Flatten the Cost-of-Change Curve, you must.
In software development, there is a key success factor that often goes unnamed. It lies below many debates that software teams have and is at the root of many failure and success stories. Kent Beck aptly described this factor in the early chapters of the first edition of his Extreme Programming Explained book. In my experience developers and managers are unlikely to have read this book so I’m here doing my best to accurately convey them. This thinking is not original to me.
First, let me attempt to express the essence of the idea:
A software system’s cost of change is inversely proportional to its potential ongoing economic advantage.
In argument form, it might look like this:
- Software is a highly malleable medium
- Software’s ability to change is a primary competitive advantage
- Therefore, consistently low cost of change is essential to maximizing its intrinsic benefits
Let’s take a look at each point of the argument.
Software is a highly malleable medium
Software has induced a revolution into our world that is on the order of the printing press. We now interface with all the domains of our lives with the help of software. Nearly everything we create and consume is aided or mediated by software.
Software itself is highly malleable which allows its output to likewise be very pliable.
There are many angles to this (sociological, economical, cultural, etc…) but it seems to me that a key factor is how easy it can be to change software and thus modify its output. Costs associated with changing software (including time) differ from other media by orders of magnitude.
Software’s ability to change is a primary competitive advantage
Software has taken the world by storm precisely because it can be so malleable at such a low cost.
Double-entry accounting done on paper includes an enormous amount of work if something changes once calculations are made. With software, the change is easy and thus the recalculations are automatic.
Yes, submitting information digitally rather than physically reduces errors (by validating input) and slashes delivery costs, but at the end of the day the value of a digital submission process is in how easy it is to change. Adding a new validation rule, requiring a different type of information or adding a review process is relatively inexpensive to implement once a system is up and running.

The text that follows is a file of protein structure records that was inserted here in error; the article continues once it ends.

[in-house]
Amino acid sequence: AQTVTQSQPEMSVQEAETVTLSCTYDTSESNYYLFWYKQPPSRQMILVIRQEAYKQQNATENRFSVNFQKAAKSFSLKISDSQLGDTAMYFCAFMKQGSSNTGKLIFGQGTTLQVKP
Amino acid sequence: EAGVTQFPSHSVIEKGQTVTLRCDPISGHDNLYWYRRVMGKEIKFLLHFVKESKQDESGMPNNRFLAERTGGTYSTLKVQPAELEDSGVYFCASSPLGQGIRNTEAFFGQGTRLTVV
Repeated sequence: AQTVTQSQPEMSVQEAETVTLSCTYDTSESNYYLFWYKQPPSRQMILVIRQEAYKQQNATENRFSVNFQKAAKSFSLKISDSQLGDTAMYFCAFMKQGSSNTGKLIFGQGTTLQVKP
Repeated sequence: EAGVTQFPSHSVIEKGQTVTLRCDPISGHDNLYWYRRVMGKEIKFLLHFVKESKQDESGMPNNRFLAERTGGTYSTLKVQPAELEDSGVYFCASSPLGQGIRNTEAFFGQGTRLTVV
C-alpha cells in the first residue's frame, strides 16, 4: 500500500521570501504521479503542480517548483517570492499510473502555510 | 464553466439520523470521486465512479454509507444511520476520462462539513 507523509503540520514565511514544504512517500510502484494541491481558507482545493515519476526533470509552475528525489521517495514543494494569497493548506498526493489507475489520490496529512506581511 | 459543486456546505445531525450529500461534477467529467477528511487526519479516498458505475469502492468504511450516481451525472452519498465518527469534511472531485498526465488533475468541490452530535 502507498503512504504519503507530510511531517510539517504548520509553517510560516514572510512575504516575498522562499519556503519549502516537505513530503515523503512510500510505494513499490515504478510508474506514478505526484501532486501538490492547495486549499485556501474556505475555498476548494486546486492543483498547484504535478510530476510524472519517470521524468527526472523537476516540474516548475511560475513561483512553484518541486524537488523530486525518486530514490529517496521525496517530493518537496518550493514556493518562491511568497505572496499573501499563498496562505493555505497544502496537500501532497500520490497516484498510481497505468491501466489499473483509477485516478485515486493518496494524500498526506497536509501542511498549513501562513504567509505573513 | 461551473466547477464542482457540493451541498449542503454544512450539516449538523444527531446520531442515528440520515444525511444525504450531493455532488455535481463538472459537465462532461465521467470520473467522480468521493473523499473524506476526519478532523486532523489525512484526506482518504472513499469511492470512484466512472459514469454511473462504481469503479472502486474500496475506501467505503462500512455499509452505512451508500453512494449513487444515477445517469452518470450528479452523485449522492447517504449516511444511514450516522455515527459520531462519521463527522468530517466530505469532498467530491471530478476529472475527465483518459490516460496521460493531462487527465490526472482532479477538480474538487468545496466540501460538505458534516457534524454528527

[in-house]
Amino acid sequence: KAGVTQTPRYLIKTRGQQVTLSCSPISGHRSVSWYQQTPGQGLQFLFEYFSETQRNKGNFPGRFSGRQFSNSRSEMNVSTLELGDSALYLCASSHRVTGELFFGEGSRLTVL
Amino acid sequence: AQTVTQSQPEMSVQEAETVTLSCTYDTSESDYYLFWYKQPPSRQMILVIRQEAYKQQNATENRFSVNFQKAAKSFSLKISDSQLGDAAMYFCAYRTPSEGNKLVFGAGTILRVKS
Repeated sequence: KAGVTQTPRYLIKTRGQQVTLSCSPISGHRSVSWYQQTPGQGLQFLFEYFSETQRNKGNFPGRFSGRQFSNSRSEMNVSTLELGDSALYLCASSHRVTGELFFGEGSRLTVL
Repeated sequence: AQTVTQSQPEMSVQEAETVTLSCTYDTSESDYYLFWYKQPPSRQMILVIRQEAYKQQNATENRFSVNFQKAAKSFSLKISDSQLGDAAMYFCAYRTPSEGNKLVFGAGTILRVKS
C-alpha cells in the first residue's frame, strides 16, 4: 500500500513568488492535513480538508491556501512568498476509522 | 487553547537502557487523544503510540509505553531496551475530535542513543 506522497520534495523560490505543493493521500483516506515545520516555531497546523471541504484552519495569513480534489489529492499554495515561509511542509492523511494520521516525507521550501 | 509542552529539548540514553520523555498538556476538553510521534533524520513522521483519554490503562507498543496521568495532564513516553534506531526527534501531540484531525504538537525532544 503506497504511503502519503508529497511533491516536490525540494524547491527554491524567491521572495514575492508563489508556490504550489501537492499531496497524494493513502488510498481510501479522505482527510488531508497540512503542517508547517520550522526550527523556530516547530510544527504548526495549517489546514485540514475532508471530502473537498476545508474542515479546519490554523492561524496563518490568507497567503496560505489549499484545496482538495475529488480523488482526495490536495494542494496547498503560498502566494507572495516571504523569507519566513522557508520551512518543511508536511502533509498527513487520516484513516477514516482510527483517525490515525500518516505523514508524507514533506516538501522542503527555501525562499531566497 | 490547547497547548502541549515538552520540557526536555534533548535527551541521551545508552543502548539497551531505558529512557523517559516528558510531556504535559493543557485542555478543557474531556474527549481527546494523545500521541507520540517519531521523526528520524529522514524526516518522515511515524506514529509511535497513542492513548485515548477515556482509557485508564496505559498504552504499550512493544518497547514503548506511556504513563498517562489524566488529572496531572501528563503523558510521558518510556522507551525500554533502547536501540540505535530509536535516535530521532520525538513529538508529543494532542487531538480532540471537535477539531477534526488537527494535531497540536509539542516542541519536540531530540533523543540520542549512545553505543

Publishing is another industry revolutionized by software. Just think about the difference between publishing updates to an ebook compared to printing the second edition of a physical book.
It is economically “better” to employ software for a given task precisely because it can be so easy to modify and update.
Therefore, consistently low cost of change is essential to maximizing its intrinsic benefits
So, how is this discussion relevant to an individual software developer or a software team?
To achieve these economic advantages, software must remain inexpensive to change.
We all know that possibly the most common problem to crop up in software teams is that as a codebase or system ages and gains more functionality it becomes very difficult to change. If code isn’t clean and readable and if relevant tasks aren’t documented and automated, making small changes to the system can take inordinate amounts of time and effort. This can be magnified by having a multiplicity of contributors who may come and go, each knowing a part of the system better than the whole. As functions get longer, if statements are added, comments become stale, and files get huge, a system loses the economic benefits that made it profitable in the first place.
In light of this, software teams must focus on keeping their products’ cost of change consistently low.
There is an ever growing pool of tools and methods to achieve this. Test-driven development, automated checks, automatic code styling, lint rules, CI jobs, keeping your dependencies up to date, and code review processes are among some of the most prominent.
If a software team fails to keep the cost of change low (“not enough time!”, “I can do that later”, “We don’t really need that yet”) they are really just biding their time until the next expensive rewrite.